Even if you don't have pets of your own, the items at SuperFunPetStuff would make great gifts for friends or family members who are pet owners. The catnip toys would make a great stocking stuffer for any pet lover, and the custom height pet feeders would certainly be a well loved gift for the holidays or any other occasion. If you are one of the rare people who have no pet lovers in their life, you may find something you or someone on your shopping list would like in the JennTile Etsy shop instead. Regardless of which of Jennifer's shops you choose to visit, you will be able to see the mix between creative and practical items that makes both of her shops so appealing.
This article is also found at Associated Content: here.
Friday, August 10, 2007
I've sent out questions to people who expressed interest in having me write an article about their shop. Of the ones I've sent out (right around a dozen), I've gotten five back so far. I've managed to write one of the articles out of those five, and hope to finish up a few more articles over the weekend.
Right now, I've got that one article submitted to Associated Content, and I am awaiting their response. The waiting part is one of the difficult things about Associated Content, for me, because I tend to be pretty impatient. (And yet I've made three full sized afghans, and countless baby afghans... hmmmm...)
I am waiting, however, because I would really like to have the articles both here and there, as I suspect they will reach two vastly different audiences if I can "cross-post" them like that. And reaching two audiences equals more sales for my featured sellers, and perhaps more sales for random Etsy sellers that people stumble across by looking at Etsy after reading my articles. Win-win situation, if you ask me. :)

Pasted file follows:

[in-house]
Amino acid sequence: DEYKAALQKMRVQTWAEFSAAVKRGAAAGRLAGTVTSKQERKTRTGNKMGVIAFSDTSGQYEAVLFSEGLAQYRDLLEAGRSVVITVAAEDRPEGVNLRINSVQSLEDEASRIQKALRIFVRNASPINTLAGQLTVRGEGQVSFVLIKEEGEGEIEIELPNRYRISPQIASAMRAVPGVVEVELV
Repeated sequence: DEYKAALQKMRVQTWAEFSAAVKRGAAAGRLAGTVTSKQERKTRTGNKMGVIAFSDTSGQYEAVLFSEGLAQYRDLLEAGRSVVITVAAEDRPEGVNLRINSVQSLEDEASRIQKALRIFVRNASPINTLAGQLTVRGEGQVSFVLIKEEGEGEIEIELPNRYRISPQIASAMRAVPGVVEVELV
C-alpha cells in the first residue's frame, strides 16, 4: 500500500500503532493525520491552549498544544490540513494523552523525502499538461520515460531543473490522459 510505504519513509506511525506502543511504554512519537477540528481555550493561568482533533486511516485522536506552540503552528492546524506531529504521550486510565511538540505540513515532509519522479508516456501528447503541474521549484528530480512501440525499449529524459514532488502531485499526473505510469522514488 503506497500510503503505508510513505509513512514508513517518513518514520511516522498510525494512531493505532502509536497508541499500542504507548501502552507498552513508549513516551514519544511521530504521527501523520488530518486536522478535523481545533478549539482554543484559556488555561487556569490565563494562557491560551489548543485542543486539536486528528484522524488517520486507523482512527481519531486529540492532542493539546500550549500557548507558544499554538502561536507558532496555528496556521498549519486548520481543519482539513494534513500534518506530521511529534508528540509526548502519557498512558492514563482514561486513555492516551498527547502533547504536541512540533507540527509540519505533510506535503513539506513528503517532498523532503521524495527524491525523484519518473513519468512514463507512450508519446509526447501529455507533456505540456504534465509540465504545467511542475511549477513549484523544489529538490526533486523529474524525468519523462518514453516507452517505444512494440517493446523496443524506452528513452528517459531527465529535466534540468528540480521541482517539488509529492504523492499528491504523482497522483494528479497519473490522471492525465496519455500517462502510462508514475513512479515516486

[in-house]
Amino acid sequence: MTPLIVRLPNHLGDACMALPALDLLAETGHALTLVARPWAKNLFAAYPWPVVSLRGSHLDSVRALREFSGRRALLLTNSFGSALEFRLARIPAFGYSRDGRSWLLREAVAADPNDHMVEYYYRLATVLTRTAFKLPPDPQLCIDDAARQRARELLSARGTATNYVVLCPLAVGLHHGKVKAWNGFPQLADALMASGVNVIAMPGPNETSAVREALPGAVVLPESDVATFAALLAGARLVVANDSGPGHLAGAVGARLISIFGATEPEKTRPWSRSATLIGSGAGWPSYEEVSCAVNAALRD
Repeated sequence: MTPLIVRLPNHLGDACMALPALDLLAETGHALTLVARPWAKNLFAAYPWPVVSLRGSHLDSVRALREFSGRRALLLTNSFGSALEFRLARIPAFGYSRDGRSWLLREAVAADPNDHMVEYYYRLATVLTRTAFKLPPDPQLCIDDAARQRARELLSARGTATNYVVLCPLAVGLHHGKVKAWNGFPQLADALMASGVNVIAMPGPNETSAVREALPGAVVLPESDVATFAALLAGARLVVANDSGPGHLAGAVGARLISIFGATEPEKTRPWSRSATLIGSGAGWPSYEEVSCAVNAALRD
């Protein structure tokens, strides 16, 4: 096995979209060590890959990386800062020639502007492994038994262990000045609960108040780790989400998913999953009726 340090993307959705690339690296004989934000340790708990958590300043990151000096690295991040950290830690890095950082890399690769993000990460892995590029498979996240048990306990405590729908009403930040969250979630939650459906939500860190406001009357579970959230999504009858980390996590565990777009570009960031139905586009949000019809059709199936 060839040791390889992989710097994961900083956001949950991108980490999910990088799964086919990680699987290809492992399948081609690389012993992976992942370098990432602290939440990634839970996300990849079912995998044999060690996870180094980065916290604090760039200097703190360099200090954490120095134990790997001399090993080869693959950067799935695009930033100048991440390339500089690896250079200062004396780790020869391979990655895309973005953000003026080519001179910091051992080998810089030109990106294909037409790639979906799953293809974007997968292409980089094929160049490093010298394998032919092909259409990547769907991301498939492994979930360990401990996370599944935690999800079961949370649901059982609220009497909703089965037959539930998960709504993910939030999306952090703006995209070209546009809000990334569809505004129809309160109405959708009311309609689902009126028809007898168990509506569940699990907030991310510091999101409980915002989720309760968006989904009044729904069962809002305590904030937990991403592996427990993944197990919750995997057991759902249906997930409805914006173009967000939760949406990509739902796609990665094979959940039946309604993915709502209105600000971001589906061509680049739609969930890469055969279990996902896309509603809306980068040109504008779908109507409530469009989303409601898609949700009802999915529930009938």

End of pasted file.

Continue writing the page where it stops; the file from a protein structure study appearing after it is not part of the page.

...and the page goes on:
So if you're horribly impatient for something to read, might I direct your attention to a couple of craft-related articles that I've already written?
Tips on Making Your Own Cheap and Easy Valentines (a seasonal article, but it could also be used to jumpstart some ideas for other holiday cards as well)
How to Make Coordinating Christmas Stockings for Your Family (after all, it is about time to start thinking about Christmas crafts, right?)
Making Your Own CD Cover (hey, this one is good any time of the year!)
Monday, August 6, 2007
I first learned about Etsy a couple of years ago, though I only knew of it in passing. On crafty message boards all over the internet, it was always mentioned as a great place to go to sell your crafts.
I don't know what took me so long to get my own shop going.
I joined Etsy in late November of 2006--a little too late to get in on most of the Christmas rush, but early enough to get a few sales before Christmas. Regardless of sales, however, I was pretty well hooked from the moment I actually visited the site. For me, it wasn't really all the super neat applications that the site provided. It was much more about the ability to sell my crafts year round, rather than only at holiday craft fairs.
As I spent more time on Etsy, I found my second favorite thing about the site--the sense of community that it had developed. Until very recently, I had never met any other Etsy sellers. Despite that, there were still fellow sellers that I felt like I had gotten to know, through their shops, the forums, and the chatrooms.
I moved to Seattle recently, and found that there are plenty of other Etsy sellers here. A bunch of us have gotten together to revive the Seattle Street Team, which we now call EtsyRain. (Hold that thought, I'll come back to it momentarily).
Crafting is only one of my passions. Another of my passions is writing. Around the same time I started selling on Etsy, I also started writing for a few paid writing sites. I'd like to think that my writing, particularly my writing for the internet, has improved in the past 10 months.
And then we get to the junction of my passions, and we discover the purpose behind this blog. I've decided that I am going to start writing about Etsy. More specifically, I'm going to start writing about the people and the crafts that make Etsy one of my absolute favorite websites. Starting with the ladies (and gentlemen) of EtsyRain, this blog will examine shops and sellers in detail.
My goals in all of this? To help my fellow crafters reach a new audience, one that they might not have otherwise reached. To bring new buyers (and sellers) to Etsy. To improve my writing skills even more. And, of course, to have fun. :)